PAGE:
The noble Lord, Lord Carrington, to whose expertise I of course bow, asked many questions: when will it end; how will it end? I cannot answer those questions. I am sure the noble Lord realises that. No one can answer those questions for the simple reason that we do not know how Mr. Milosevic will behave. I suspect that in two weeks' time Mr. Milosevic may behave in a very different way from the way he is behaving now or may behave in two days' time. Unfortunately, we must continue to engage in the air activities in which we are engaged in order to achieve our objectives.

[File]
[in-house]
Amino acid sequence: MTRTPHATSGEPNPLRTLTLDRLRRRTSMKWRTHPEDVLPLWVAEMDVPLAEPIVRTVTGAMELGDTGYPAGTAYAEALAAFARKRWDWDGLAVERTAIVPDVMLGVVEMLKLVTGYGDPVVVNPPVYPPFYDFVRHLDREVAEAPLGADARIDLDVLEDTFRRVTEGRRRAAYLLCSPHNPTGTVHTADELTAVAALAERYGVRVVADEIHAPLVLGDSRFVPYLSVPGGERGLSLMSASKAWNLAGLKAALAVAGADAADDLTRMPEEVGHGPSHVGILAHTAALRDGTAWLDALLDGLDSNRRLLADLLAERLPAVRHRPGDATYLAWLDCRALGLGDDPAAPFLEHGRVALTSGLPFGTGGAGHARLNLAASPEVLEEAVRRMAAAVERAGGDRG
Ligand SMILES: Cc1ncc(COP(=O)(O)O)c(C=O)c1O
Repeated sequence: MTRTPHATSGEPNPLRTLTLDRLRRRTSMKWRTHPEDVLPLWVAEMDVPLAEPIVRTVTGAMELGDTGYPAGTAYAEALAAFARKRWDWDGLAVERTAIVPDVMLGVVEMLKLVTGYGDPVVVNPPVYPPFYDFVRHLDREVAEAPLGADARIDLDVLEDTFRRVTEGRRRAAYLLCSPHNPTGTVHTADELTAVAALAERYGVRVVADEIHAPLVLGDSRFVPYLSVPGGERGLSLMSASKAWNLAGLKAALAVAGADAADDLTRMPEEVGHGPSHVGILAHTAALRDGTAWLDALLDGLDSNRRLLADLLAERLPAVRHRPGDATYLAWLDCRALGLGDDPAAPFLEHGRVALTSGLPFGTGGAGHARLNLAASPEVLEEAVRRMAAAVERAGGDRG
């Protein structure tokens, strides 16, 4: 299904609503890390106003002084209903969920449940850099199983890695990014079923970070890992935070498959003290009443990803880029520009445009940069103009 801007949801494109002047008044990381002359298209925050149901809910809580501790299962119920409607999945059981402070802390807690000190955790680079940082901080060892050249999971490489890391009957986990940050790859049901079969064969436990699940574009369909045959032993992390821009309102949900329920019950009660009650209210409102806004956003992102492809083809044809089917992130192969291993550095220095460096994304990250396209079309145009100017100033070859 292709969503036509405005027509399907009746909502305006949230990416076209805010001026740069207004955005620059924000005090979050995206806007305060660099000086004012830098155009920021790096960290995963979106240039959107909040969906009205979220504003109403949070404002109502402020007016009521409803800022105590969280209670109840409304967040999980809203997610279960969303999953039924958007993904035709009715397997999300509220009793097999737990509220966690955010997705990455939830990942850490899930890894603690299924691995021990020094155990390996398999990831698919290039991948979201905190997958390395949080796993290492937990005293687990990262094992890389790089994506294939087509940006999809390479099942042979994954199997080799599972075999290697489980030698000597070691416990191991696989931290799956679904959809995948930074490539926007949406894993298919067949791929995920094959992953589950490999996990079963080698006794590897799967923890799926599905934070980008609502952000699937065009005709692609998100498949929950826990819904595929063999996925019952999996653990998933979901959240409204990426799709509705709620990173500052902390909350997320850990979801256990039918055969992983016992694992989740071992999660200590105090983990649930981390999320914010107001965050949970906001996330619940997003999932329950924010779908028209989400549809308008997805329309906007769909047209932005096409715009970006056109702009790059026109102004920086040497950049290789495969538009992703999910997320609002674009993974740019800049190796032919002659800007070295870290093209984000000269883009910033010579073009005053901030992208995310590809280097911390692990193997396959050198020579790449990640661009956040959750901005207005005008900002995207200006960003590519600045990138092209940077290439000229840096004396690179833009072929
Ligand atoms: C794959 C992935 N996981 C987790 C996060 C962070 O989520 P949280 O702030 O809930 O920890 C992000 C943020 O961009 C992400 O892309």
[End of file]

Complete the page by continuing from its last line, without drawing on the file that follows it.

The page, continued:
The noble Lord made one point with which I feel I have to take issue. He said:

    "The removal of the observers"--
I hope I am quoting him correctly--

    "has caused more damage than anything else in recent months to the poor people of Kosovo".
But the observers have been gone for only 24 hours. I do not see how the noble Lord can come to that conclusion. It is unfortunate that we do not have observers on the ground at the moment--